A Google translation is political, prevailing, more a question of which nationalism than of what entails its theory. Scientific platitudes foreclose the social, rid of pleasure in a field or void of discourse. No rigor therein as uneven as alienation. The obscure pleasure of the letters is merely forgotten. We intrude, as if in yet another language, impose our will, insert our wishes, interleaf desires -- forgo, as never before... the dust itself does not, being illegibly there, unintelligible, the ungovernable dust of the real... (what is a demon? do not think of an orange. what is the mix of the real? mixed with what?) (the idea of the real mixed with itself... that would explain a lot, if we would allow ourselves to accept it...) ...humanistic and tragic poems, in the hallucinatory restaurant of the real. A Google translation will always be -- from our, human, perspective, not from its, machine, perspective -- a writing-against-itself.

The second incremental: a Google translation of fence shock #1 from Spanish to English

fence shock #2

incremental outer etch
other that is similar to
an insect on a salad
the gnot sporne other
noar morning or parch
on the abdomen the dried up breast
from his mother to a magpie
towards the seismic error of eating
celestial horseliver disease
cigar thing the body
revelations of the buttocks
tears of rubber
furniture suburbia canal
Panama in a field of tears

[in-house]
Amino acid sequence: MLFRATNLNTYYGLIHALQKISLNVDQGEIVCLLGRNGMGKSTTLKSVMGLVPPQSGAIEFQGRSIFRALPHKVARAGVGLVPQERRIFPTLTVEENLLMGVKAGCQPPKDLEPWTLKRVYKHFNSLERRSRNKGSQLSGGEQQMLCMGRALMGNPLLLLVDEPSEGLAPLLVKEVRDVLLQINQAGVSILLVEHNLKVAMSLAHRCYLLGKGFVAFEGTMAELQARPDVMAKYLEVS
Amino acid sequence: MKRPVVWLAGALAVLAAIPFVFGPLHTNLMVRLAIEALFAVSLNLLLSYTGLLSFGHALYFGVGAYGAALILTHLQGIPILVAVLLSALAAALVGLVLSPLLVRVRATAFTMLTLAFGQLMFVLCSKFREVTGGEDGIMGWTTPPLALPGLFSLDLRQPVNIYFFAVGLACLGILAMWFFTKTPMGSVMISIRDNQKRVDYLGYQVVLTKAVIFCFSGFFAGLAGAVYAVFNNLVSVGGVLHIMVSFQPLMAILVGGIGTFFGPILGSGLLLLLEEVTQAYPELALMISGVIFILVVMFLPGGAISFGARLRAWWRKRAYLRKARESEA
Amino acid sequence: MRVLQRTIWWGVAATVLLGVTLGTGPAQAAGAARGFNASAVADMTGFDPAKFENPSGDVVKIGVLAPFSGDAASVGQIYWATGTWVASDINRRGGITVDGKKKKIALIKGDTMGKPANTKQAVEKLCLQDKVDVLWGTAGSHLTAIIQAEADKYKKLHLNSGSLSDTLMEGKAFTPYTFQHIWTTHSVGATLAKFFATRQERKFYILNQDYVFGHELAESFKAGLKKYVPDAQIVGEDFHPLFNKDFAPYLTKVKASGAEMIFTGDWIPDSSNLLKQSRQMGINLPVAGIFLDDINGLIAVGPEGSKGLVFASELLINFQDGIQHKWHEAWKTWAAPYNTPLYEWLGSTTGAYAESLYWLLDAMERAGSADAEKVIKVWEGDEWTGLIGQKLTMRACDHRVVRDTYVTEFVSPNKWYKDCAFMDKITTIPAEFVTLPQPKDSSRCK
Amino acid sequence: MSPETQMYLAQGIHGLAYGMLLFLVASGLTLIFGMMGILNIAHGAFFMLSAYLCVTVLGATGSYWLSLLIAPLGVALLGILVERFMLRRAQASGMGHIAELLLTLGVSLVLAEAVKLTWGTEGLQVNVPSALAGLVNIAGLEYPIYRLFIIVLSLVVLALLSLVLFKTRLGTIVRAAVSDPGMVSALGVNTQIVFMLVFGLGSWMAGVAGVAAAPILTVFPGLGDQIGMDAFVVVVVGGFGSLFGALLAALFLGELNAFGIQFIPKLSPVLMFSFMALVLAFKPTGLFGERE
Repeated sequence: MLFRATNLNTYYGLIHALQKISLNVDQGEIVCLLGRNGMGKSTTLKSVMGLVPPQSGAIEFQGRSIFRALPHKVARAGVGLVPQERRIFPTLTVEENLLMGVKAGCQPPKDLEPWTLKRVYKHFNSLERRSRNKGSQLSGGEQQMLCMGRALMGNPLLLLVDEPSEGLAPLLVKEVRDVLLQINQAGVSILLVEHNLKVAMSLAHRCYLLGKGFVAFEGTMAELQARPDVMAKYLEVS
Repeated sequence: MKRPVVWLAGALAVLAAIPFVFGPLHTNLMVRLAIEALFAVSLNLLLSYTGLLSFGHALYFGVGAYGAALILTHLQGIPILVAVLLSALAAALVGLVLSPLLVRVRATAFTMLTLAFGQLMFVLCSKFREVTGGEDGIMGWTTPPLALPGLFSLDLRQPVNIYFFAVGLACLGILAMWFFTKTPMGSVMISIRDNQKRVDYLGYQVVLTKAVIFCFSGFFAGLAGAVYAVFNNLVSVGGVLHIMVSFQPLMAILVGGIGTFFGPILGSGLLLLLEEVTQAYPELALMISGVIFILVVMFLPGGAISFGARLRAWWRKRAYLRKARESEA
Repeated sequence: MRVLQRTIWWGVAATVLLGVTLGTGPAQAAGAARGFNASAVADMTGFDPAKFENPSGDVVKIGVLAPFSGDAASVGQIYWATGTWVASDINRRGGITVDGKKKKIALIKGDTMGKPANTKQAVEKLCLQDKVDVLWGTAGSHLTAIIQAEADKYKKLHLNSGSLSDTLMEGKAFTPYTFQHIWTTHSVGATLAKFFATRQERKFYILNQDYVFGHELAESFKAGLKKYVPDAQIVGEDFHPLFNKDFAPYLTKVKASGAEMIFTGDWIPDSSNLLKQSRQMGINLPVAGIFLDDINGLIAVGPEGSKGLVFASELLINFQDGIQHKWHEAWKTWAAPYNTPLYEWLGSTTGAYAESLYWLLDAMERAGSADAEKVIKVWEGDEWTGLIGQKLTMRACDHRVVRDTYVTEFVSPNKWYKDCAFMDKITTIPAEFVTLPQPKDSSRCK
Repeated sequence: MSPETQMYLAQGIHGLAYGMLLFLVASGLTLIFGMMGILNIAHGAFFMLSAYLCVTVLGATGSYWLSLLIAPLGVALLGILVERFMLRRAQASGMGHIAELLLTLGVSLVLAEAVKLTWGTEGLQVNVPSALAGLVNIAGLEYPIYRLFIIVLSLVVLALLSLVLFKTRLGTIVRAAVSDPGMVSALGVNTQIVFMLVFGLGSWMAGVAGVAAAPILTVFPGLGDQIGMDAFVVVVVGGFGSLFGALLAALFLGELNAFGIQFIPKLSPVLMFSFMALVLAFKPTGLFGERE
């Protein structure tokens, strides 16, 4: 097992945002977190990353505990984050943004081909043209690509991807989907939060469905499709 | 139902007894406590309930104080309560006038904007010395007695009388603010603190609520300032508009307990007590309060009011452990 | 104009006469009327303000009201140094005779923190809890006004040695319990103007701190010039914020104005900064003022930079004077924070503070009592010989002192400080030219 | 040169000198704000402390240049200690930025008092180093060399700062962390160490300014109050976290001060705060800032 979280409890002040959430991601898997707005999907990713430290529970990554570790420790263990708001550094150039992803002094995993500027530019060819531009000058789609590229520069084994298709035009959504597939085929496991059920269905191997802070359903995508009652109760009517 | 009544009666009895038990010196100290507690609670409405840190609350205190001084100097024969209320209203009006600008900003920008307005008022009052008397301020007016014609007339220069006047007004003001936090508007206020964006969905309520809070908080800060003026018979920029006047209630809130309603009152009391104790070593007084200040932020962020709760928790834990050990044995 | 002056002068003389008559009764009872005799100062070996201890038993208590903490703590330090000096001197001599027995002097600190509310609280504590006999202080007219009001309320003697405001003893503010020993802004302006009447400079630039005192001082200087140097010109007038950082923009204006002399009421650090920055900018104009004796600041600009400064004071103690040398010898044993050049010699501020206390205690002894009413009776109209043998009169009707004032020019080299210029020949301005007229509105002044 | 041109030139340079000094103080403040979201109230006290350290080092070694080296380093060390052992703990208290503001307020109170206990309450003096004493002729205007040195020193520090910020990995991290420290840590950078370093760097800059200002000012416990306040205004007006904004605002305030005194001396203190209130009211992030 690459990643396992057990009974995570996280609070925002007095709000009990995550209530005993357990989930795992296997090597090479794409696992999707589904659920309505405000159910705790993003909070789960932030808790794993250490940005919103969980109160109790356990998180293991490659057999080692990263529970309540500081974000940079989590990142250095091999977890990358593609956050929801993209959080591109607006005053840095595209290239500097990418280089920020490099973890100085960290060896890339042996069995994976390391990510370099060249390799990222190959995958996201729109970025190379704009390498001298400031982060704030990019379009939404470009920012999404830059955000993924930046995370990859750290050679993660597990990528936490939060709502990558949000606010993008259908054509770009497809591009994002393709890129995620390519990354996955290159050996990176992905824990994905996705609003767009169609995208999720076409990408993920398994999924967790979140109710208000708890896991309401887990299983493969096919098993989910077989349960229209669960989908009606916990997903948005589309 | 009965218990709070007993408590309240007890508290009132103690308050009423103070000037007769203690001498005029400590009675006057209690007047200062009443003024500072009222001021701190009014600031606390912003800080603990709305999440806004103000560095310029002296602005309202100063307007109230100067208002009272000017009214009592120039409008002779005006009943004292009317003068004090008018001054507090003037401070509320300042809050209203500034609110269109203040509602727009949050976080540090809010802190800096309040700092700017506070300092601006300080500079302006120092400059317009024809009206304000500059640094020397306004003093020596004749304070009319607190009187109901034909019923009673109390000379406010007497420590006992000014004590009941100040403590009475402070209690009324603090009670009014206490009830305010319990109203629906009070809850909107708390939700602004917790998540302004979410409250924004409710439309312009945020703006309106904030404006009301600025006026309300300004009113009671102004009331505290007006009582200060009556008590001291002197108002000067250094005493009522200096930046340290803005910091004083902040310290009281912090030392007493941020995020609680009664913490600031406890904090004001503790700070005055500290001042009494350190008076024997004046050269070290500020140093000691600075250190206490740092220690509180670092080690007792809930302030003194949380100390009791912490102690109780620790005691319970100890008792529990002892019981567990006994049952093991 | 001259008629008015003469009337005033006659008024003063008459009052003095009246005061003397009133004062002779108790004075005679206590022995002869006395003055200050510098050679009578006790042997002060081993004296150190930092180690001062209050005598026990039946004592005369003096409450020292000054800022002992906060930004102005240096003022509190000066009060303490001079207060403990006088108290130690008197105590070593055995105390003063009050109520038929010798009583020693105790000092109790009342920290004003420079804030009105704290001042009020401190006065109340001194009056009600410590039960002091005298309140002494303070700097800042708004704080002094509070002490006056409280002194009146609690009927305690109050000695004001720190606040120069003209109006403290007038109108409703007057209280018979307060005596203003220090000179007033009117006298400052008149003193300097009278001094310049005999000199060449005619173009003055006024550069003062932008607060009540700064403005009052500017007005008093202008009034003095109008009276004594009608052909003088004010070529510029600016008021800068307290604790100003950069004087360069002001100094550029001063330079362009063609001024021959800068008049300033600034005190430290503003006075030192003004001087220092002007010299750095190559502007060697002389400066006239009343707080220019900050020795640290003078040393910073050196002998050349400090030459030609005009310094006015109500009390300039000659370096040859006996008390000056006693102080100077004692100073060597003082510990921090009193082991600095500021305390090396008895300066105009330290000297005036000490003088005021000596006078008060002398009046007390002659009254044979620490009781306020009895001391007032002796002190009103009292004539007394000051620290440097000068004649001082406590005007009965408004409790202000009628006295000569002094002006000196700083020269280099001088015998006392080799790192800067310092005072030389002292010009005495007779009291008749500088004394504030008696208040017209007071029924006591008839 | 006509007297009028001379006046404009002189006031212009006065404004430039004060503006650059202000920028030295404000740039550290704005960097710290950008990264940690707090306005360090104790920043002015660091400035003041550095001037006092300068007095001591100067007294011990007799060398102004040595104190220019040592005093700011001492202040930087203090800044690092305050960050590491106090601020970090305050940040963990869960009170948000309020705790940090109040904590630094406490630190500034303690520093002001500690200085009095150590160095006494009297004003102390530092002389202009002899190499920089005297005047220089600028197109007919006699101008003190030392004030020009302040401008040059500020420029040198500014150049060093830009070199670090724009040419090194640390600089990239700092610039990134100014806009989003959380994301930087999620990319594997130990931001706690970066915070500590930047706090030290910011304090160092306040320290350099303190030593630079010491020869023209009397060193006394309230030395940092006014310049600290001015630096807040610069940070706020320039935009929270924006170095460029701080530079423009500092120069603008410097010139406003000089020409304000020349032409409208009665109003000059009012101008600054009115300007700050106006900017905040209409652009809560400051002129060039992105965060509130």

more (hydrogen and cancer
wild ducks dream
latio grinder populated by
interventions stuffed with
dolls the solidified stream
of spinach cala trinkets
You will see with chalchihuite tongue
these are but but lake
water ui upo ioop) even level
events (like a dog in
the sea omo
papery openings in the
singular body

With chunks from Jim Leftwich's
Six Months Aint No Sentence, Book 48, 2013
Benjamin Péret, The Great Game, 1928

Madness, unmasked, is never useless, therein lies its proximity to our cause. Google, as a search engine, is edited against us, it wants to limit us to what we like. It would limit us to what we have already known as evidenced in what we have sought.  We trick it into finding for us that which we are only indirectly seeking. Then, the trick is to trick ourselves, so we don't fall back on the laziness of linear influence and osmotic context. Ongoing research is important primarily for its ongoingness. Wherever it stops today is the starting-point for tomorrow (that should be too obvious to mention, but evidently it is not). Research is the engine we have already known as it returns to its ongoingness.